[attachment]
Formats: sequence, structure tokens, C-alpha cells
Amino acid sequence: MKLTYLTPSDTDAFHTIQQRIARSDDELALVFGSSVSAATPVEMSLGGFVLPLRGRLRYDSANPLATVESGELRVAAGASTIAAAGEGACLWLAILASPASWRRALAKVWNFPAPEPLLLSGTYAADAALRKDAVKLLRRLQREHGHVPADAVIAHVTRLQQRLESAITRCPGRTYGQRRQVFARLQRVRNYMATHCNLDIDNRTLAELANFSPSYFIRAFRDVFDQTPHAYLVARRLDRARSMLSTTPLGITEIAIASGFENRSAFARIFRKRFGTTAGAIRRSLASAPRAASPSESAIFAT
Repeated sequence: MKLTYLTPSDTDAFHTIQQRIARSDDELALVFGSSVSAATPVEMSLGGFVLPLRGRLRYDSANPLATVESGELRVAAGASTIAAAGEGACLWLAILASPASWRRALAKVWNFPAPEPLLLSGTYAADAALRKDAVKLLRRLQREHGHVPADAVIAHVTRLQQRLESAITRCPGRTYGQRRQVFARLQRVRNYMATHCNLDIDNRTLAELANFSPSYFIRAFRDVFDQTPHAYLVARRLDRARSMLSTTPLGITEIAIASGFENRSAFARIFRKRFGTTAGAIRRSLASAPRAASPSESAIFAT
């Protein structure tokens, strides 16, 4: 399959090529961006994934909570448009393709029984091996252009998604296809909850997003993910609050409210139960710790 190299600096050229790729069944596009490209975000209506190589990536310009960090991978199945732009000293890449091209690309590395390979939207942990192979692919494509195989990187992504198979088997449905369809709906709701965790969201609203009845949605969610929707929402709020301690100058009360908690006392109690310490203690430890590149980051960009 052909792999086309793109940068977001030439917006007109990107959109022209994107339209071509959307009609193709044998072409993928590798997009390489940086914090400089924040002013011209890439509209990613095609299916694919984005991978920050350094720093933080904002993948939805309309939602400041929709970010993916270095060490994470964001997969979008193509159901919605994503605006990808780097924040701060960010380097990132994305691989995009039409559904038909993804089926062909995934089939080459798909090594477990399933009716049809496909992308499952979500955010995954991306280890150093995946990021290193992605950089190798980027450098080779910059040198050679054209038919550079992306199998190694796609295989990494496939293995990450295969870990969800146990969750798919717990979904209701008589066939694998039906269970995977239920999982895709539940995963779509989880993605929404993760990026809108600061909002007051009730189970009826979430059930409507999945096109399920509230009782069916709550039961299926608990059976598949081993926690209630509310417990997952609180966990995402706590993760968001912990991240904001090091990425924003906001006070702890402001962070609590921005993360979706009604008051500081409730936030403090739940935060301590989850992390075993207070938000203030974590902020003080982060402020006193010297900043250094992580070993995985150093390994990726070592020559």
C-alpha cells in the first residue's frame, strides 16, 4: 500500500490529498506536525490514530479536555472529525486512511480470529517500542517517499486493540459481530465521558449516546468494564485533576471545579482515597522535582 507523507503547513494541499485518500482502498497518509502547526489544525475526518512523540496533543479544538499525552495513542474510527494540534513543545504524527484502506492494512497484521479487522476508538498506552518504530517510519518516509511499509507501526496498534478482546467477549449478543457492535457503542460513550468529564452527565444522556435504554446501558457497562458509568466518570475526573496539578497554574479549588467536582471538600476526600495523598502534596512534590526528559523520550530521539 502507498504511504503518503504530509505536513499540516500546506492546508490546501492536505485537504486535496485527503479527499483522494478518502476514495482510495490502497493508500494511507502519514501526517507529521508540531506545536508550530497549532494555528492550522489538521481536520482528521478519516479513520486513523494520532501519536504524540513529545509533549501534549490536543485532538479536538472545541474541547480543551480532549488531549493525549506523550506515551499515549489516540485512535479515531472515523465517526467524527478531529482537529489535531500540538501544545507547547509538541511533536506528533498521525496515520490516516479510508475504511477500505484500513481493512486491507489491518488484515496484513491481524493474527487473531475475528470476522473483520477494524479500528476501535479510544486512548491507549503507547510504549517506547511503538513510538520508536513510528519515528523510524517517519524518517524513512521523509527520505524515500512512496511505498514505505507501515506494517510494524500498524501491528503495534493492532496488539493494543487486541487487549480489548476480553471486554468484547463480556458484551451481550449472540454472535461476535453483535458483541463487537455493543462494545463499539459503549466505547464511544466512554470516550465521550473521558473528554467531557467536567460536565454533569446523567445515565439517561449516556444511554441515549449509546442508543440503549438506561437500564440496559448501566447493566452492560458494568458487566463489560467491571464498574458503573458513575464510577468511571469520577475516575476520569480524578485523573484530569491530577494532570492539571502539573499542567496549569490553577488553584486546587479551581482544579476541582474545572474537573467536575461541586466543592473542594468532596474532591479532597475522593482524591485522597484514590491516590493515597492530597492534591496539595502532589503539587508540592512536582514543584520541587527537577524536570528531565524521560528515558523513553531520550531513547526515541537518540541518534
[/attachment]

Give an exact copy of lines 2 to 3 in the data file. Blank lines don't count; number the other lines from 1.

Amino acid sequence: MKLTYLTPSDTDAFHTIQQRIARSDDELALVFGSSVSAATPVEMSLGGFVLPLRGRLRYDSANPLATVESGELRVAAGASTIAAAGEGACLWLAILASPASWRRALAKVWNFPAPEPLLLSGTYAADAALRKDAVKLLRRLQREHGHVPADAVIAHVTRLQQRLESAITRCPGRTYGQRRQVFARLQRVRNYMATHCNLDIDNRTLAELANFSPSYFIRAFRDVFDQTPHAYLVARRLDRARSMLSTTPLGITEIAIASGFENRSAFARIFRKRFGTTAGAIRRSLASAPRAASPSESAIFAT
Repeated sequence: MKLTYLTPSDTDAFHTIQQRIARSDDELALVFGSSVSAATPVEMSLGGFVLPLRGRLRYDSANPLATVESGELRVAAGASTIAAAGEGACLWLAILASPASWRRALAKVWNFPAPEPLLLSGTYAADAALRKDAVKLLRRLQREHGHVPADAVIAHVTRLQQRLESAITRCPGRTYGQRRQVFARLQRVRNYMATHCNLDIDNRTLAELANFSPSYFIRAFRDVFDQTPHAYLVARRLDRARSMLSTTPLGITEIAIASGFENRSAFARIFRKRFGTTAGAIRRSLASAPRAASPSESAIFAT